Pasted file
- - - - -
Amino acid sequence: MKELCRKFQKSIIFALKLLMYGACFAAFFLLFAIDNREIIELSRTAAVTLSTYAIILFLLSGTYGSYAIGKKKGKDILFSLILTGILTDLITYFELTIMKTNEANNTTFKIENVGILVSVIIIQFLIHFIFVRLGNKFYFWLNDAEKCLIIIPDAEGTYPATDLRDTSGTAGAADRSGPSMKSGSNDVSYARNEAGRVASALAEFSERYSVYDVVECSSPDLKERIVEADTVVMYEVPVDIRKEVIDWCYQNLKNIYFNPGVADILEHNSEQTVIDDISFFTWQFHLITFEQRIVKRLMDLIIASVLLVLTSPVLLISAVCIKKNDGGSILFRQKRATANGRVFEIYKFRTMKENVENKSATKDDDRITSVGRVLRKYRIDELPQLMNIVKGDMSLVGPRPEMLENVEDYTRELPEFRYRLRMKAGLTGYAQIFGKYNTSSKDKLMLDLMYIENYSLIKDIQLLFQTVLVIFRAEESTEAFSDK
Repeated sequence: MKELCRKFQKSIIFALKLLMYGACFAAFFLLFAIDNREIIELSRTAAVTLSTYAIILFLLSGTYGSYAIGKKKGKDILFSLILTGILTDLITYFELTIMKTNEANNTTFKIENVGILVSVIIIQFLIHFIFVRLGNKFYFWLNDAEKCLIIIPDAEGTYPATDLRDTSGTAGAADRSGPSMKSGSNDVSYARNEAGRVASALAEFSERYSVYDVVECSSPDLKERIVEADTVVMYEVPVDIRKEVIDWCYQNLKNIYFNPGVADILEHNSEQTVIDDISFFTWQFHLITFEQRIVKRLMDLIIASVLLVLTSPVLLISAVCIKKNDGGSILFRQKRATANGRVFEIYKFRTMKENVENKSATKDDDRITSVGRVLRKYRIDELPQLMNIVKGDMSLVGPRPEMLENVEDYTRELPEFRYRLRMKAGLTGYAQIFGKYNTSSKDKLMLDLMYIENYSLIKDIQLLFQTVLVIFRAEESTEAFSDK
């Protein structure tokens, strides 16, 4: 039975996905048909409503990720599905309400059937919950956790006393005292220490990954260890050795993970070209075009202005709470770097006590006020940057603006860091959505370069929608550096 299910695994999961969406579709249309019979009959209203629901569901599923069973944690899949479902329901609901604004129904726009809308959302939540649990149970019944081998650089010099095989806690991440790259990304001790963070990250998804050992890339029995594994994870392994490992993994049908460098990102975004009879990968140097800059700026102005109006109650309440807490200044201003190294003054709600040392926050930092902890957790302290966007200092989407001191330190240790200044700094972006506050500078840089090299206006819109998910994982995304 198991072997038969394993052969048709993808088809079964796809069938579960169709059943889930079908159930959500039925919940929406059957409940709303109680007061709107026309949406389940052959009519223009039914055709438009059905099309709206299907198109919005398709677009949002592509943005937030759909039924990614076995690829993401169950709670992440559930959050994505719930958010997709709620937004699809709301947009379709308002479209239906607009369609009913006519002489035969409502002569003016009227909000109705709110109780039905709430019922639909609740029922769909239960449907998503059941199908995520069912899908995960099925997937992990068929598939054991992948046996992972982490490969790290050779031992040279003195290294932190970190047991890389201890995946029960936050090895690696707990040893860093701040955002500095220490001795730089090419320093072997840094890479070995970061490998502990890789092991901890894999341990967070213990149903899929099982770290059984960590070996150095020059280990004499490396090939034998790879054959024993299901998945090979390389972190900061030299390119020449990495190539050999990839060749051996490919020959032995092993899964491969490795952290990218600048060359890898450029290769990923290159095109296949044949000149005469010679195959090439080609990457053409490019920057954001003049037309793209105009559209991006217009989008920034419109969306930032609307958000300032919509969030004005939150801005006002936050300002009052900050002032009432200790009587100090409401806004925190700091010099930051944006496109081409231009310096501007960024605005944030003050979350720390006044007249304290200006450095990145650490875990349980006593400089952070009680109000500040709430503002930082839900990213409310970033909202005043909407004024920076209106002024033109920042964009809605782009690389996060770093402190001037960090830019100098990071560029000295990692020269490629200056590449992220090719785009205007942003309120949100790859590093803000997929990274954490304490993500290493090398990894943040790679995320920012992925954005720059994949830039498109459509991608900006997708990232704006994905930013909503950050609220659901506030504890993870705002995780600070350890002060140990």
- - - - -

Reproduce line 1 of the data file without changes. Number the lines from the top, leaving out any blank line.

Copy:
Amino acid sequence: MKELCRKFQKSIIFALKLLMYGACFAAFFLLFAIDNREIIELSRTAAVTLSTYAIILFLLSGTYGSYAIGKKKGKDILFSLILTGILTDLITYFELTIMKTNEANNTTFKIENVGILVSVIIIQFLIHFIFVRLGNKFYFWLNDAEKCLIIIPDAEGTYPATDLRDTSGTAGAADRSGPSMKSGSNDVSYARNEAGRVASALAEFSERYSVYDVVECSSPDLKERIVEADTVVMYEVPVDIRKEVIDWCYQNLKNIYFNPGVADILEHNSEQTVIDDISFFTWQFHLITFEQRIVKRLMDLIIASVLLVLTSPVLLISAVCIKKNDGGSILFRQKRATANGRVFEIYKFRTMKENVENKSATKDDDRITSVGRVLRKYRIDELPQLMNIVKGDMSLVGPRPEMLENVEDYTRELPEFRYRLRMKAGLTGYAQIFGKYNTSSKDKLMLDLMYIENYSLIKDIQLLFQTVLVIFRAEESTEAFSDK